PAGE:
The green wall brings in biophilic elements, while the blue reflective circular discs were created to hide the air-conditioning ducts.
What are the specific challenges interior architects face while working on offices, as workplaces these days need to be more agile and collaborative than ever before?
BC: The challenge is designing a workplace that will constantly need to adapt and change in the medium term, and still adapt to the business needs, and changing vision and aspirations in the short-term or even five to six years’ time; this also presents great opportunities to design exciting and interesting spaces. We need to truly understand the clients’ vision, as well as immediate and future goals. We need to take these factors into consideration while also thinking for them by designing the change we feel may benefit them further along on their journey. This involves anticipating the unknown, which can be both challenging and exciting.
Steelcase Bivi by Turnstone is a modular desk system which serves the flexible needs of the users.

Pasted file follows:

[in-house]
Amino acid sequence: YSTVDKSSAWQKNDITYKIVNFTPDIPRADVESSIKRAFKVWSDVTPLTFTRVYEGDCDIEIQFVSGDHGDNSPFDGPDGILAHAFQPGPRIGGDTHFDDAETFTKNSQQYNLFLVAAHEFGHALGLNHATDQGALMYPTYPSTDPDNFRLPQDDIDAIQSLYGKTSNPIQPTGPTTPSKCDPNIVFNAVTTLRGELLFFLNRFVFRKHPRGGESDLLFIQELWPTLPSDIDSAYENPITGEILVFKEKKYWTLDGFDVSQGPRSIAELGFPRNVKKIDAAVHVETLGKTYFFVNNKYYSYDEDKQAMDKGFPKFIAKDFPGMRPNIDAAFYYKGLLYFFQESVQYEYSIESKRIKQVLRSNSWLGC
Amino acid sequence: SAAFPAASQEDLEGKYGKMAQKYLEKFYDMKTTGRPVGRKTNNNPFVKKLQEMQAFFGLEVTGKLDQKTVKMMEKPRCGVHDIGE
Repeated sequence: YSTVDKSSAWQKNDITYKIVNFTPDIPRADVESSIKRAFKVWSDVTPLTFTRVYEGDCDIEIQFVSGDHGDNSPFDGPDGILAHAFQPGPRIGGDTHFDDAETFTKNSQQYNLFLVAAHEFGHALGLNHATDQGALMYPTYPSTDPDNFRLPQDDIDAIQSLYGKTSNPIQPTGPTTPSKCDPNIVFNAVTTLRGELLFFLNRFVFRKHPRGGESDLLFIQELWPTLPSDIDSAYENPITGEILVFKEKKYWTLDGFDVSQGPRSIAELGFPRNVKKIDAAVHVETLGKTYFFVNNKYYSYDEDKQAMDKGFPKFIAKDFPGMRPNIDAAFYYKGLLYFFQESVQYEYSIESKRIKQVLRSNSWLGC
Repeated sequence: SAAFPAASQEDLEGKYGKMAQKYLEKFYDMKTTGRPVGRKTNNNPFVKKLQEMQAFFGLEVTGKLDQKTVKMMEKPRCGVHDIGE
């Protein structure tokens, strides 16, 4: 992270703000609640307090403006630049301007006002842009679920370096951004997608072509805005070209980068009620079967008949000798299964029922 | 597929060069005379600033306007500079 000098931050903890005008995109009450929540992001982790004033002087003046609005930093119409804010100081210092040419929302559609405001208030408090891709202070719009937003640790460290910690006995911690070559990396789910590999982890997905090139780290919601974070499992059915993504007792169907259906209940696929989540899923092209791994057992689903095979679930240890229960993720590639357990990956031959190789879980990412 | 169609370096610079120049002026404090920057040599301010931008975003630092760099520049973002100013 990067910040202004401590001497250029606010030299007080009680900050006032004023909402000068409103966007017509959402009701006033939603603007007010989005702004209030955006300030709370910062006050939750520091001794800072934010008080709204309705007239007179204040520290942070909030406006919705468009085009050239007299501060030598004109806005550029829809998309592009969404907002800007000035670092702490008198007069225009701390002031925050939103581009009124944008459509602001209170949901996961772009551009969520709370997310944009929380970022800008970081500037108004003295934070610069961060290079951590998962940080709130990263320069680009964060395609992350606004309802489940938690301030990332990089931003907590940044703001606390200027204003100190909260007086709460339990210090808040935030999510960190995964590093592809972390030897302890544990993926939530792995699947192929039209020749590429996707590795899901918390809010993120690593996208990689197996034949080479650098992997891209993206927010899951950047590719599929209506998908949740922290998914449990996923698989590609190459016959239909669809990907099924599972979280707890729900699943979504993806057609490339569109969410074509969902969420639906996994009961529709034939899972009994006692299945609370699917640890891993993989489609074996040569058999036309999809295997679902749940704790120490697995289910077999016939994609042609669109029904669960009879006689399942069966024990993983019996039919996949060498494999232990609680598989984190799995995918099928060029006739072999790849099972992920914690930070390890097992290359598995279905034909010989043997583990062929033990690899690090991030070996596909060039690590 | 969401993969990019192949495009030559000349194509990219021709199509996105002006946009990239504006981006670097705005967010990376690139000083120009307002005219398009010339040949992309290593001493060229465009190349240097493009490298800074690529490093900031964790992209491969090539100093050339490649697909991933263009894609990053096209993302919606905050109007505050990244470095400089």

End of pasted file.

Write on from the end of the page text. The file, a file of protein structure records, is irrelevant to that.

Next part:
PD: Collaborative work spaces and open plan offices are great, but they should also allow individual areas for deep work. We are big fans of Susan Cain, author of Introverts, who famously said: “Stop the madness for constant group work!” It’s not that group work is bad. But you have to give people havens, where they can get their head down and get things done. One solution we like: collaboration zones that are standing-room-only. It keeps meetings short.
Why are open plan offices so divisive in their appeal?
BC: Over the past five or so years, many organisations have taken a step back from where they were headed to appreciate that one size does not fit all, and that the workplace needs to flex and adapt. Every business, or team, has its nuances and this needs to be respected and taken into consideration, this is partly driven with a view to attracting the best talent, getting the best from them, and ensuring they are retained.
Pallavi Dean, founder and design director, Roar.
PD: There’s a lot to be said for open plan offices. The sense of space, the quality of light that travels through an open plan office — it's very appealing. And let’s not kid ourselves, the costs are cheaper too: you get more people per square foot, and the MEP costs are lower with fewer partitions. But they can also be distracting: research from the University of California claims it takes 23 minutes to refocus on a task after we’re distracted by colleagues who might be wanting to ask a question. That is a high price to pay in terms of productivity.